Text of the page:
Google seems to be one of those companies that people either love or hate. I have friends who refuse to do anything Google because they fear that the company is becoming a big brother which knows just too much about everyone who uses it.
Despite this, however, Google has certainly become essential in many classrooms, whether it be through programs like Google Earth and Google maps, its search engine and, of course, through Google Apps.
It seems that if there is anything you need, whether it be document creation, Email, collaboration software, cloud storage, photo sharing, website creation and so forth, Google has a a product for it. Our school decided to adopt Google's Email for organizations about two years ago (same as Gmail) and since then, most of what we do revolves around Google.
- Teachers and students use Google's Email service to communicate with each other and with parents.
- Almost all of our document creation and sharing is done through Google Docs.
- Many teachers and students are creating Google sites to publish and share information.
- We use Picasa to store and share photos (and embed into our sites)
These are just a few things that we do and more options keep getting added. When I think about it, the majority of my day with a computer is spent using a Google products. Even this blog was created using Blogger which is connected with Google. A big brother? Maybe, but I have come to like my big brother and rely on him for so much of what I do.
I have a bit of a love/hate relationship with Google Docs. I love that everything works well together with a single login and how easy it is to create and share information. I love that my students can create their own documents, presentations, spreadsheets, forms, and sites and can collaborate with each other in the process.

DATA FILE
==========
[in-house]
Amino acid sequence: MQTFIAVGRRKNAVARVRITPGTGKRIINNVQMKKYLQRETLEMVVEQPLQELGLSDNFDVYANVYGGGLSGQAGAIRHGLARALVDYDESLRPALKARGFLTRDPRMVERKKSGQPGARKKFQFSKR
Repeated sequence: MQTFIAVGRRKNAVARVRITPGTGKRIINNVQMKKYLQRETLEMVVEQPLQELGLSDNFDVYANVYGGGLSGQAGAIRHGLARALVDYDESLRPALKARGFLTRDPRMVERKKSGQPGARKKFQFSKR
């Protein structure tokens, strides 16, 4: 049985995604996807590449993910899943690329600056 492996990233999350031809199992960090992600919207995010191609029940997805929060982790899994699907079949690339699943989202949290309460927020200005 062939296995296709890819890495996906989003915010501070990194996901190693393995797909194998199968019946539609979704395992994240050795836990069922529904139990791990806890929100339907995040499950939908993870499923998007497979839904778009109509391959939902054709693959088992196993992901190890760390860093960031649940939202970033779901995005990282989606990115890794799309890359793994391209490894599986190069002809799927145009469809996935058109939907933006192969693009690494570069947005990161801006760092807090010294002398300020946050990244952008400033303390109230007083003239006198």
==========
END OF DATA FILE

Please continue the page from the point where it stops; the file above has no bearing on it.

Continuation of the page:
I hate that the products are primitive compared to programs like Microsoft Office or Apple's Iworks. There are major limitations in what you can do when creating a document, presentation or spreadsheet. Google sites is good but isn't all that intuitive to use and is less flexible that other options like Wikispaces.
That being said, the products work well for the most part and allow me to usually accomplish what I need to get done and the lack of options isn't usually a major problem since I am usually content without having the bells and whistles. My students' presentations don't have spinning text and that is a good thing in my opinion. They are able to focus on content over style which helps them be more efficient.
With Google introducing the Chrome operating system next year, will schools find it more convenient and economical to go Google? If the future of computing is in the cloud, Google has certainly positioned itself well to be a dominant force in education. That would scare some and they would argue that Google is creeping its way into every aspect of our lives. I am still not convinced that this is a bad thing.
I will be posting more about my experiences with Google Apps in the future, including providing tutorials on how to use these products.